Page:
Pauly Shore was destined to work in the family business: comedy

Comedian Pauly Shore of “Encino Man” and “Totally Pauly.”
Comedian Pauly Shore of “Encino Man” and “Totally Pauly.” Invision/AP

Some may raise an eyebrow upon discovering that Pauly Shore is working on a documentary of his life. However, the star of such critically drubbed films as “Bio-Dome” and “Encino Man” has had a fascinating existence.

The comic-actor, who turned 50 earlier this month, grew up in a surreal environment in Los Angeles. His mother, Mitzi Shore, was the owner of the legendary Comedy Store. During the ’70s, a who’s who of comedy not only played Shore’s club but hung out at her house.

“What would be surreal for you was normal for me,” Shore says while calling from his Los Angeles home. “I would have comics like Richard Pryor and Richard Belzer over. That was just the way it was for me. It would be like if your mother had her friends over, that was your normal. It was just that my mom had these legendary figures come by but they weren’t legends to me as a kid.”

Such late iconic comics as Pryor and Sam Kinison had a huge impact on Pauly Shore. Kinison mentored Shore and allowed him to open for him.

“Sam was incredible,” Shore said. “I can’t say enough about him. He would be great today if he was around. I don’t want to say Dave Chappelle is the new Sam Kinison, but like Sam he says what he wants and won’t do anything he doesn’t want to do. But when I was growing up, you knew that there was something different about Sam and Richard Pryor.”

When Shore hit as an MTV VJ during the early ’90s, he hosted the unpredictable show “Totally Pauly.” He interviewed an ailing Pryor, which was a rare poignant MTV episode. “It was so cool since I grew up with Richard,” Shore recalled. “There was never anyone quite like him. I remember the response when he came into the Comedy Store, and then there was what he did onstage.”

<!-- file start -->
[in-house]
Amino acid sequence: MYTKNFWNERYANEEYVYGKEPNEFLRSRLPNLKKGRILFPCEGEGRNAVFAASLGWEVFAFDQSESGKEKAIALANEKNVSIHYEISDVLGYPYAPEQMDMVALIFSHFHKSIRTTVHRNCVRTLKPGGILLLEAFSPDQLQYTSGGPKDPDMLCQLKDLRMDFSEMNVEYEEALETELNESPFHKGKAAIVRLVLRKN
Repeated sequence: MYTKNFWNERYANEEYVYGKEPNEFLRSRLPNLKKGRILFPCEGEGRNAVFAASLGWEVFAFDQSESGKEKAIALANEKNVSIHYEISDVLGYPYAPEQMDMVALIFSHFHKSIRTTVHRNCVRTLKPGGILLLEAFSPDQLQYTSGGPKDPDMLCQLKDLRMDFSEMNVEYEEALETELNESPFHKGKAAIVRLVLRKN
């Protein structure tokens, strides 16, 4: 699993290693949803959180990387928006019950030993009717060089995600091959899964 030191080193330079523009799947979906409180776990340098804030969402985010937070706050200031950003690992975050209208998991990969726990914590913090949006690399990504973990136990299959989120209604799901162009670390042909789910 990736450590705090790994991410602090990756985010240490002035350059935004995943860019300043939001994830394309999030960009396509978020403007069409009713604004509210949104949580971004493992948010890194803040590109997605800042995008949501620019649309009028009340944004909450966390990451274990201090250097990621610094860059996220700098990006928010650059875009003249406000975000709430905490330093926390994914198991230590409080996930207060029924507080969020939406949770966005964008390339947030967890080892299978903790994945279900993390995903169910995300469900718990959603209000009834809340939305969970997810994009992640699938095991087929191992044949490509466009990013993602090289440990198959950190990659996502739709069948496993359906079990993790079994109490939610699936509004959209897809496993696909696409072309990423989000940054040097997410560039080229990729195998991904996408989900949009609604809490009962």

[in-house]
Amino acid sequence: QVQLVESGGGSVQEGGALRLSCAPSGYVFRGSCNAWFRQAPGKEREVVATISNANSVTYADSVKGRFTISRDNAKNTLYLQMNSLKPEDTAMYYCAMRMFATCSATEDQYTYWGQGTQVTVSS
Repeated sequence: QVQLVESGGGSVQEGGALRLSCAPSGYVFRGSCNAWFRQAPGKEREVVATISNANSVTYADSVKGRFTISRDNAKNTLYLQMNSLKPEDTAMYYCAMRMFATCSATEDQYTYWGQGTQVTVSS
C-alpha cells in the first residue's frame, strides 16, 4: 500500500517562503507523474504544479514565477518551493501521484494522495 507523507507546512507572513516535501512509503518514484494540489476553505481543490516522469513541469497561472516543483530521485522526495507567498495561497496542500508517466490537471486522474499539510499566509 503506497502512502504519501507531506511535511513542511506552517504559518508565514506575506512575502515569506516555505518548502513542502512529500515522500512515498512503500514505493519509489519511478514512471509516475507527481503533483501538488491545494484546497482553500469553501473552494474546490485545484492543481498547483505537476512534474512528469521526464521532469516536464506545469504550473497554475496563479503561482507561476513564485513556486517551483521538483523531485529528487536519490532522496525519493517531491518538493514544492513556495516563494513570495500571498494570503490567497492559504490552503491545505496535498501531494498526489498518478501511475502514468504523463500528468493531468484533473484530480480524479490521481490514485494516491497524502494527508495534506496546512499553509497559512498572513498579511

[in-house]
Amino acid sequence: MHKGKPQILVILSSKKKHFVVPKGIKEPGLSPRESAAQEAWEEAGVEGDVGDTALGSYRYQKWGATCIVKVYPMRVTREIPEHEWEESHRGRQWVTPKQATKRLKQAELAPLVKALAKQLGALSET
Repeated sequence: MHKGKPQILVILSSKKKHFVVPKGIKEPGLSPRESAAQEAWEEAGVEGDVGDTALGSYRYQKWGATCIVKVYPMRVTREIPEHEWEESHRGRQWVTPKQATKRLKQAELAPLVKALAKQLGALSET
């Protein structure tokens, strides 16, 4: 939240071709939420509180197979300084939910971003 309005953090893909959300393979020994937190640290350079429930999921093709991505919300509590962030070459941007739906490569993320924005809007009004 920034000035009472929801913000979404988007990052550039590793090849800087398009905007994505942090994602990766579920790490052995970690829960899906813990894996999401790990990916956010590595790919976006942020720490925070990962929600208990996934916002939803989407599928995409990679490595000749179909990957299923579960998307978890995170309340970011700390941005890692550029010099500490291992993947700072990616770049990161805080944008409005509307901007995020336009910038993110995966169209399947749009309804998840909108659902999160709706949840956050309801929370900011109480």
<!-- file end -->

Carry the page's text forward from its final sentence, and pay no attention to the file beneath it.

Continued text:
Shore knew as a teen that he would work in the family business. “I was always funny with friends and at school,” Shore says. “It was a natural thing for me. I would joke around. I would breakdance. I just liked to entertain.”

When Shore appears Feb. 19, at Goodnights, he’ll go back to some of the wilder and funny moments during his 30-plus year career. “I talk a lot about the white elephant in the room, which is my older films,” Shore says. “It’s difficult not to mention them. I talk about being 50. A lot of my stuff is relatable. It’s fun talking about sex, relationships and a little politics.”

Shore, who was also know as “The Weasel” during his salad days, is arguably at his best when he’s in the moment. “I love to mess with the audience,” Shore said. “That’s when I have the most fun. I also just like to flow up there.”

When Shore looks at the comedic landscape, he says two figures tower above the rest, the aforementioned Chappelle and Chris Rock.

“It’s good for the millennials to have someone who is as brilliant as Chappelle and Chris Rock,” Shore says. “Other comics are good but they’re not at the level of Chappelle and Chris Rock. They’re really good at what they do.”

Shore can’t believe what MTV, which is far different than his VJ days, has become. “It’s like night and day from when I was part of it,” Shore said. “I’m not in charge of programming but it would be different if I had a say.”

Shore has changed as well over the years. “I think I’ve matured,” Shore says. “But I still like to have fun. Right now I’m having fun with stand-up and I’m enjoying looking back at this career. I’m enjoying working on this (documentary). I want to share with the world all that I’ve experienced. You have to see it to believe it.”


Who: Pauly Shore

When: 7 p.m. Feb. 19

Where: Goodnights, 861 W. Morgan St., Raleigh

Cost: $25

Info: goodnightscomedy.com or 919-828-5233